MANILA, Philippines -- A Filipino overseas worker imprisoned in Saudi Arabia might no longer be beheaded after a Philippines-born philanthropist in the United States led the initiative to raise "blood money" for heirs of a man he is accused of killing in self-defense in 2000.
Rodelio "Dondon" Lanuza, held in Dammam Jail in the eastern part of Saudi Arabia, posted a statement  online thanking US-based philanthropist and lawyer Loida Nicolas Lewis for helping to raise money through a campaign on Facebook  and through other means .
Saudi Arabia's highest court sentenced Lanuza to death by beheading in 2001. He was jailed in 2000, accused of killing a Saudi man he said tried to sexually abuse him, said John Leonard Monterona, Migrante-Middle East regional coordinator, in a statement posted Thursday on the same blog.
In Islamic law , the family of a victim can waive punishment by accepting blood money, Monterona said.
The father and brothers of the man killed met with Philippines Ambassador Ezzedin Tago in February 2011 to say they were willing to forgive Lanuza and accept about 3 million Saudi Arabian Riyal (about $800,000) in compensation, reported a statement Friday  from the Philippines Embassy in the Saudi capital of Riyadh.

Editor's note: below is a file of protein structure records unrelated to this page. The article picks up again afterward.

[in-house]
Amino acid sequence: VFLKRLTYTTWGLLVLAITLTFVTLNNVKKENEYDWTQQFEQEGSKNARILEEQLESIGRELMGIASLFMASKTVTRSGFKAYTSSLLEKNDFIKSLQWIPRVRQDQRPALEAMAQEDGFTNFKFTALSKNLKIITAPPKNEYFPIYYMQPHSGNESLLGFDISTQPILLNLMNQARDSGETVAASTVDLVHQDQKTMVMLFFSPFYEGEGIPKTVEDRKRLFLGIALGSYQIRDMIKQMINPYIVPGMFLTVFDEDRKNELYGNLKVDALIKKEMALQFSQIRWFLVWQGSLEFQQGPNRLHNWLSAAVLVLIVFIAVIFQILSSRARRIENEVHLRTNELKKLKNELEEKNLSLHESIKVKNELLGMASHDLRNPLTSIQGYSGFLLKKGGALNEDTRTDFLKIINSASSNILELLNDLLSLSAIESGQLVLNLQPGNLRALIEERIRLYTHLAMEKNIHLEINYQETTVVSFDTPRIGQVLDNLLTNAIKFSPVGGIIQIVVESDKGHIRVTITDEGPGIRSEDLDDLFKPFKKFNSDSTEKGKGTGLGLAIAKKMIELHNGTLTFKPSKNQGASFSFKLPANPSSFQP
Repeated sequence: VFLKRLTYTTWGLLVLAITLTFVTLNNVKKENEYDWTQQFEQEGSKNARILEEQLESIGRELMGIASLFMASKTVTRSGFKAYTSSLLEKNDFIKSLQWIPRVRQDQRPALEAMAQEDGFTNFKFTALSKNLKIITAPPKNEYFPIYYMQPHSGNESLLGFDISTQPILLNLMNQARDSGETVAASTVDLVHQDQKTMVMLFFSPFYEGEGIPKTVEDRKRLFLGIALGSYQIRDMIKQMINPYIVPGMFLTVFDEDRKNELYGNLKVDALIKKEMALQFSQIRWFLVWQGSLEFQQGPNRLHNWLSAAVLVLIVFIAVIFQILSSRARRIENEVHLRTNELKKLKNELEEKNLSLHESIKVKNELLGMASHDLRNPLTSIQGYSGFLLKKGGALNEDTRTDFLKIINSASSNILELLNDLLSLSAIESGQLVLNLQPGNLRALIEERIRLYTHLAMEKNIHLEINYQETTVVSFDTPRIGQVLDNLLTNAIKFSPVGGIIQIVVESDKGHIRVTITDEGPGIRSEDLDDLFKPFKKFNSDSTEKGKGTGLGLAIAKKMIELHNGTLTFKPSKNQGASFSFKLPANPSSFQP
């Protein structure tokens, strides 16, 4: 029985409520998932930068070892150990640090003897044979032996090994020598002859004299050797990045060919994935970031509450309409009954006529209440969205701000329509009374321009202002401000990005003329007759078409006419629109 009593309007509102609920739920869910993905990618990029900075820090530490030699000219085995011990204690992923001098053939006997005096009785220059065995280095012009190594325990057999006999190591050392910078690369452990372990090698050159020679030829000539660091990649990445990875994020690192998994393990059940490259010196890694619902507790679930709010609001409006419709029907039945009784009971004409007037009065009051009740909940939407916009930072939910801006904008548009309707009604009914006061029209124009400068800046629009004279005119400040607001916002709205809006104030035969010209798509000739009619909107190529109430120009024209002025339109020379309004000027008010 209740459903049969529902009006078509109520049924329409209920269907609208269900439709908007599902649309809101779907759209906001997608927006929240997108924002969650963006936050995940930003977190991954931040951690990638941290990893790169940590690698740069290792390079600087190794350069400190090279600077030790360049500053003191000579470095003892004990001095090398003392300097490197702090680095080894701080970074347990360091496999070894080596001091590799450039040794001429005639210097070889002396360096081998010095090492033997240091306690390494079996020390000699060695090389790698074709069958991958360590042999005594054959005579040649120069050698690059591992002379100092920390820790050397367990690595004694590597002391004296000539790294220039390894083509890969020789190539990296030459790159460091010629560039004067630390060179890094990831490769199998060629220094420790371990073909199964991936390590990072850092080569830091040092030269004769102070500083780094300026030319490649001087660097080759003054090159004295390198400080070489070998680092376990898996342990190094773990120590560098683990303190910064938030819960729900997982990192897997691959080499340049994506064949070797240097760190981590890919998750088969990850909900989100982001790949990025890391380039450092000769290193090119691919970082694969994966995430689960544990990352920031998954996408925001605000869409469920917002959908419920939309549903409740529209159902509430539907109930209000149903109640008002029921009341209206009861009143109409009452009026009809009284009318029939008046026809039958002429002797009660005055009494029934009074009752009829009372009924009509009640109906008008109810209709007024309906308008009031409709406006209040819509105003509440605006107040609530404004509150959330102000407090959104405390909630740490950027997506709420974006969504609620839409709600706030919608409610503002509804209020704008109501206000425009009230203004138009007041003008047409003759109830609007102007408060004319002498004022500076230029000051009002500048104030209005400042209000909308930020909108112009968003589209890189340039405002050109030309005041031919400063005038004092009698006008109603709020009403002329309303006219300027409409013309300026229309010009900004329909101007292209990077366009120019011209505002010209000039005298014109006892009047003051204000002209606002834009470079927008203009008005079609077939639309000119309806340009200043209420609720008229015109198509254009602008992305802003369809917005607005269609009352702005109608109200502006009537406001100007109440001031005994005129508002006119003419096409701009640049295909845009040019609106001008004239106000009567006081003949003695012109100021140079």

Lanuza's recent message called Lewis the "final catalyst" for action on his case and said the "God fearing woman" offers a "model of sincerity" and "epitome of a Filipina (working) for a just cause." He said the money and acceptance of payment by his victim's family bring his ordeal to an end.
However, the victim's relatives say they have not received the blood money, nor have they submitted the required waiver to the court, the embassy said, so it is premature to say Lanuza's life has been spared.
Lanuza has two children  who have been raised by relatives in the Philippines. His wife works in Saudi Arabia as a nurse.
His family's plight was highlighted in February  as the Philippines church commemorated National Migrants' Sunday.
Migrante Middle-East also monitors the cases of 16 other overseas workers on death row in the Middle East. Eight of them are in Saudi Arabia, Monterosa reported in August .